If I take the tyre off for any reason, I wipe the old sealant up and add new stuff. (It does seal better when its fresh and not about a year old :zipper_mouth_face: )

Stan’s Race has ‘bits’ which won’t fit down a core-less presta (or will block it) but they do have a top-up system that you can use to replenish every 3-4 months (depending on storage conditions) through the valve

No, just pop,of a bit of tyre bead. Add fresh sealant, put bead back and inflate. If you use presta with removable cores then you can inject that way. I don’t use presta but the newer design of high air flow valves. The later allowing easy reseating with standard pump.

I am relieved to hear I don’t need to take the tires off every 3 months :sweat_smile:

That sounded a lot like having to fix a puncture regularly (although in less stressful circumstances ) :grinning:

Thanks to everyone who’s chimed in :pray:


if you want an even easier tubeless-bikelife you can get the Reserve Fillmore Valves. 3 times the airflow of traditional presta valves and no valve core to become stuck. They are expensive but worth the upfront cost (imho).

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No need to clean the tire interiors of dried latex. In particular, you might find previous punctures that had been sealed are leaking again and causing you problems now.

Generally I top-up the tire rather than trying to remove any existing liquid. I basically always inject through the valve stem with the valve core removed vs trying to pour it into the tire before fully seating the tire. Probably too often I’ve let the sealant dry out entirely and just keep riding on it for months.

If one is using something like a GP5000, this is nearly impossible without making a giant mess.

@trebor Get a good valve core removal tool. The cheap aluminum ones eventually get chewed up. The Stan’s one is my best one and good quality:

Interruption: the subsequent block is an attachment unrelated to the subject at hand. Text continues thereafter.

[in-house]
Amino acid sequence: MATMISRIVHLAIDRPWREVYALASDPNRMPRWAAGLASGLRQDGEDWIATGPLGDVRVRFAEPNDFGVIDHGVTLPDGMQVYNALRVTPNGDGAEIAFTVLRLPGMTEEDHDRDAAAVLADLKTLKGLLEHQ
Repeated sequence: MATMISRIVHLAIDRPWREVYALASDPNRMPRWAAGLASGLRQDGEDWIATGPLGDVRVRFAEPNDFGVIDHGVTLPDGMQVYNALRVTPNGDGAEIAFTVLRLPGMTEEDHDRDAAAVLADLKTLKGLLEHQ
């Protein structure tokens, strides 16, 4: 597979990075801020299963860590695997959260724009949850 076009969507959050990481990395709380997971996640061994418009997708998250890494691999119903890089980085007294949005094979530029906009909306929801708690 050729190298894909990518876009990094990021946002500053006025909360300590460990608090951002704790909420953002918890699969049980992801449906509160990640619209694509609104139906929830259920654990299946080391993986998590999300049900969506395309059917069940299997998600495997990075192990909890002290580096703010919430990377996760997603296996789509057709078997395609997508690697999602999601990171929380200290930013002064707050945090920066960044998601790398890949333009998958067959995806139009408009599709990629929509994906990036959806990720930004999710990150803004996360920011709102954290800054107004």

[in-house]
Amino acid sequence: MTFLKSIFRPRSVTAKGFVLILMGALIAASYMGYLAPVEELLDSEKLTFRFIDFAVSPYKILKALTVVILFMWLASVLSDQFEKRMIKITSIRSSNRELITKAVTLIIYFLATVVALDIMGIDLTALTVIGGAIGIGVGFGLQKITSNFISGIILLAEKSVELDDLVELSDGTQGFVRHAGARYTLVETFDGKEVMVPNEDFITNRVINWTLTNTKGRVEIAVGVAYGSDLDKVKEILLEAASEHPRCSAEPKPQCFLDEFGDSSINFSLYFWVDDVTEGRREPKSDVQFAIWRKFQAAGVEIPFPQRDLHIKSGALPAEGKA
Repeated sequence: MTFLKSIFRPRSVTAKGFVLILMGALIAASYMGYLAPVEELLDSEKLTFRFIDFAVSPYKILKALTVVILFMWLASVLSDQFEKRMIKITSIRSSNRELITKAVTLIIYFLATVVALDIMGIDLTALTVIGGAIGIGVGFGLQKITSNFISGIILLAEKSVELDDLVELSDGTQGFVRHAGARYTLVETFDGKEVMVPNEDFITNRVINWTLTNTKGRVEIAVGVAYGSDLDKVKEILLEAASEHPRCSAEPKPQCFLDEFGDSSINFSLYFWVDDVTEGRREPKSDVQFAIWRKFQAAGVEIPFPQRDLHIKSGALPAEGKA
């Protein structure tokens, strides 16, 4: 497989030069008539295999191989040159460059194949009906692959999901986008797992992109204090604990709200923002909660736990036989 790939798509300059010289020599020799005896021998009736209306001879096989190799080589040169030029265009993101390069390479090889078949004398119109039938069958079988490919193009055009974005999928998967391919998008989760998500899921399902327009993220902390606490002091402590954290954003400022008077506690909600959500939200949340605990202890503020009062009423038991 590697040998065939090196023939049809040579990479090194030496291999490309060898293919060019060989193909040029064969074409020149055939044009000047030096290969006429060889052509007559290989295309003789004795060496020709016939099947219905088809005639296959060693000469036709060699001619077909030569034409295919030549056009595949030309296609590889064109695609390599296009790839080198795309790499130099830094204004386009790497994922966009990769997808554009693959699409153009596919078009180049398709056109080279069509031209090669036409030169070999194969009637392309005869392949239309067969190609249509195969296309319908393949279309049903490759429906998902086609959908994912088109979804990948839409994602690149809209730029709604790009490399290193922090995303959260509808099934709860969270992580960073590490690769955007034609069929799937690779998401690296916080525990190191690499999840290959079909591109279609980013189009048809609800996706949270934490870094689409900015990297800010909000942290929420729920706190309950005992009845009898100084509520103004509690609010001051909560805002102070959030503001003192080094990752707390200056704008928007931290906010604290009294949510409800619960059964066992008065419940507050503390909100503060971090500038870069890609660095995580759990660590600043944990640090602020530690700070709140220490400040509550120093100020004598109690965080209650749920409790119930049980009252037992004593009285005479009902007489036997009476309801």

Also get a big syringe to inject through the valve core:

I think that cleaning out your tires defeats the purpose. The dried sealant forms a nice barrier against thorns and the like. I’d keep it plus it’s kind of a waste of time to clean out dried sealant that weighs next to nothing.


What I’ve started doing in this situation or when using sealants that can’t go through the valve is the following:

  • if new tire, inflate and seat on bead without sealant
  • deflate tire
  • pop the smallest part of the tire of the bead to the center
  • insert two tire levers
  • pull the smallest amount of bead off the rim. It should be basically flush to the rim
  • jam syringe into the area between the tire levers
  • pop off levers and reinflate

This has made difficult tires much easier to handle. I was able to deal with a pair of Corsa N.EXT with this, and those tires a terror.

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I’ve been able to do this with both 32c GP5000 S TR, and AS TR. Most recently with S TR and Vittoria inserts, could have added Silca this way.

When the S TR was released I bought either 28c or 30c, and it was impossible to mount. Sold them. Completely different experience this year.

I’ve got 32 Corsa Nexts. :crossed_fingers: they’ll be okay to do when I need to do this


The wasted time is subjective, but let’s be realistic - dried sealant is not forming any sort of a barrier against anything that’s already pierced the tire, it’s nowhere close to the strength of the rubber tire that’s already been pierced and way, way, way thinner. Maybe there’s an argument for dried particles and old sealant helping plug any future holes, but that’s it.

I don’t do it every time, but I still advocate for cleaning out once a year - mainly because I’ve often seen tires start to develop an imbalance and “pools” of sealant hardening in spots around the tire.

And, just because I’m OCD like that…


Once a year works for me :+1: I generally have to replace my tires annually anyways.